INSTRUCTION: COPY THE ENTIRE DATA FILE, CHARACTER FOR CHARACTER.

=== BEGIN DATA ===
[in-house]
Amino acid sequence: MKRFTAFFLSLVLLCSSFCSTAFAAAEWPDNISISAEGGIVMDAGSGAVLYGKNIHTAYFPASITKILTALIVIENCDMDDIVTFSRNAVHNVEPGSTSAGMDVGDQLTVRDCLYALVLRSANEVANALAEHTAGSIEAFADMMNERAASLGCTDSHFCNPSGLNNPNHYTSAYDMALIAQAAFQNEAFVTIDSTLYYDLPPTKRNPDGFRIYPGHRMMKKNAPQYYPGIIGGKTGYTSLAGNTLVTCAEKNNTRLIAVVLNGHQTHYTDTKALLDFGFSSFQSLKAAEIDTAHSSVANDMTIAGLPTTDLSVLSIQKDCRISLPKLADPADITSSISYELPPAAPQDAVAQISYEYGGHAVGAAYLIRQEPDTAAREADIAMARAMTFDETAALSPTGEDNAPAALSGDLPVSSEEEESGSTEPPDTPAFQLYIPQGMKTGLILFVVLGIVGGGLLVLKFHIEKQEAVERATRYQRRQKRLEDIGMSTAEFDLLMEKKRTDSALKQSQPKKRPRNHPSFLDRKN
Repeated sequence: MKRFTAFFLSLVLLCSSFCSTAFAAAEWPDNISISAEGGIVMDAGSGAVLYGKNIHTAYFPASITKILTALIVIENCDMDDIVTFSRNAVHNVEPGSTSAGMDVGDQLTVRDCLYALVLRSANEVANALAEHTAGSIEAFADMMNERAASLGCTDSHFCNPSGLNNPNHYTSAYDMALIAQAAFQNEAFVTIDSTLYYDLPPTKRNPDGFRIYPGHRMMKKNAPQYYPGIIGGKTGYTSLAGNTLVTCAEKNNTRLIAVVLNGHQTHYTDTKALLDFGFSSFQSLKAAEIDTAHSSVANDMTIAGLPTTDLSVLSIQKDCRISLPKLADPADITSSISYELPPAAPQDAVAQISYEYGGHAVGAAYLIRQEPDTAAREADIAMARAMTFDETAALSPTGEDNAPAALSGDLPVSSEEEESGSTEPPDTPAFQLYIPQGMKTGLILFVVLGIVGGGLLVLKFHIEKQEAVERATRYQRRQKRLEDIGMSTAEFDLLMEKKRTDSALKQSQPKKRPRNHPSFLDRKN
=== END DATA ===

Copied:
[in-house]
Amino acid sequence: MKRFTAFFLSLVLLCSSFCSTAFAAAEWPDNISISAEGGIVMDAGSGAVLYGKNIHTAYFPASITKILTALIVIENCDMDDIVTFSRNAVHNVEPGSTSAGMDVGDQLTVRDCLYALVLRSANEVANALAEHTAGSIEAFADMMNERAASLGCTDSHFCNPSGLNNPNHYTSAYDMALIAQAAFQNEAFVTIDSTLYYDLPPTKRNPDGFRIYPGHRMMKKNAPQYYPGIIGGKTGYTSLAGNTLVTCAEKNNTRLIAVVLNGHQTHYTDTKALLDFGFSSFQSLKAAEIDTAHSSVANDMTIAGLPTTDLSVLSIQKDCRISLPKLADPADITSSISYELPPAAPQDAVAQISYEYGGHAVGAAYLIRQEPDTAAREADIAMARAMTFDETAALSPTGEDNAPAALSGDLPVSSEEEESGSTEPPDTPAFQLYIPQGMKTGLILFVVLGIVGGGLLVLKFHIEKQEAVERATRYQRRQKRLEDIGMSTAEFDLLMEKKRTDSALKQSQPKKRPRNHPSFLDRKN
Repeated sequence: MKRFTAFFLSLVLLCSSFCSTAFAAAEWPDNISISAEGGIVMDAGSGAVLYGKNIHTAYFPASITKILTALIVIENCDMDDIVTFSRNAVHNVEPGSTSAGMDVGDQLTVRDCLYALVLRSANEVANALAEHTAGSIEAFADMMNERAASLGCTDSHFCNPSGLNNPNHYTSAYDMALIAQAAFQNEAFVTIDSTLYYDLPPTKRNPDGFRIYPGHRMMKKNAPQYYPGIIGGKTGYTSLAGNTLVTCAEKNNTRLIAVVLNGHQTHYTDTKALLDFGFSSFQSLKAAEIDTAHSSVANDMTIAGLPTTDLSVLSIQKDCRISLPKLADPADITSSISYELPPAAPQDAVAQISYEYGGHAVGAAYLIRQEPDTAAREADIAMARAMTFDETAALSPTGEDNAPAALSGDLPVSSEEEESGSTEPPDTPAFQLYIPQGMKTGLILFVVLGIVGGGLLVLKFHIEKQEAVERATRYQRRQKRLEDIGMSTAEFDLLMEKKRTDSALKQSQPKKRPRNHPSFLDRKN